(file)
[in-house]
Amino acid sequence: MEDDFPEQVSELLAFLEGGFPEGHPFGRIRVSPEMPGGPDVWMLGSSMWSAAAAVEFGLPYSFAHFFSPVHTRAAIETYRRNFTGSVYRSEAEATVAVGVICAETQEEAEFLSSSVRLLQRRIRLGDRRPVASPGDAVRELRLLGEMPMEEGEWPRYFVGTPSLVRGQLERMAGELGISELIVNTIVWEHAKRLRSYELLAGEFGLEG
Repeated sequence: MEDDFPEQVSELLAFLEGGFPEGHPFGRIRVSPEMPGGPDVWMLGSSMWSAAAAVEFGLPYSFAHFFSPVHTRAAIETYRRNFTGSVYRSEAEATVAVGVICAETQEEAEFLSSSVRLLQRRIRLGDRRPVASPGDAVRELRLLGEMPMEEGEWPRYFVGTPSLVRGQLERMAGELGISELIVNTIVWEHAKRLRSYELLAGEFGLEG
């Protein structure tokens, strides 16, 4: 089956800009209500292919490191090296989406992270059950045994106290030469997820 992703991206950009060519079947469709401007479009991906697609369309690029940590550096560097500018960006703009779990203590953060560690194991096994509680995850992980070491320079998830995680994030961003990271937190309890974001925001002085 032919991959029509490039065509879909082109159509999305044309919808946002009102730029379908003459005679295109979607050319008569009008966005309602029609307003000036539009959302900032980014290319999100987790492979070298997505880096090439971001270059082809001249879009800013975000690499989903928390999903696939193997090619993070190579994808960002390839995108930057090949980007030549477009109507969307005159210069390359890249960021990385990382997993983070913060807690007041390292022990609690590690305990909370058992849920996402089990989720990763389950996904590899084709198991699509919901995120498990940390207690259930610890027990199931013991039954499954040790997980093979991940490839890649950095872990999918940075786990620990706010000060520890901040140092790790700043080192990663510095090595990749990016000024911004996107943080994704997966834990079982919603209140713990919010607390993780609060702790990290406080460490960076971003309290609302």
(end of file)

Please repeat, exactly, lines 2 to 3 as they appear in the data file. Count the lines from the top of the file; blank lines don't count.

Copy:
Amino acid sequence: MEDDFPEQVSELLAFLEGGFPEGHPFGRIRVSPEMPGGPDVWMLGSSMWSAAAAVEFGLPYSFAHFFSPVHTRAAIETYRRNFTGSVYRSEAEATVAVGVICAETQEEAEFLSSSVRLLQRRIRLGDRRPVASPGDAVRELRLLGEMPMEEGEWPRYFVGTPSLVRGQLERMAGELGISELIVNTIVWEHAKRLRSYELLAGEFGLEG
Repeated sequence: MEDDFPEQVSELLAFLEGGFPEGHPFGRIRVSPEMPGGPDVWMLGSSMWSAAAAVEFGLPYSFAHFFSPVHTRAAIETYRRNFTGSVYRSEAEATVAVGVICAETQEEAEFLSSSVRLLQRRIRLGDRRPVASPGDAVRELRLLGEMPMEEGEWPRYFVGTPSLVRGQLERMAGELGISELIVNTIVWEHAKRLRSYELLAGEFGLEG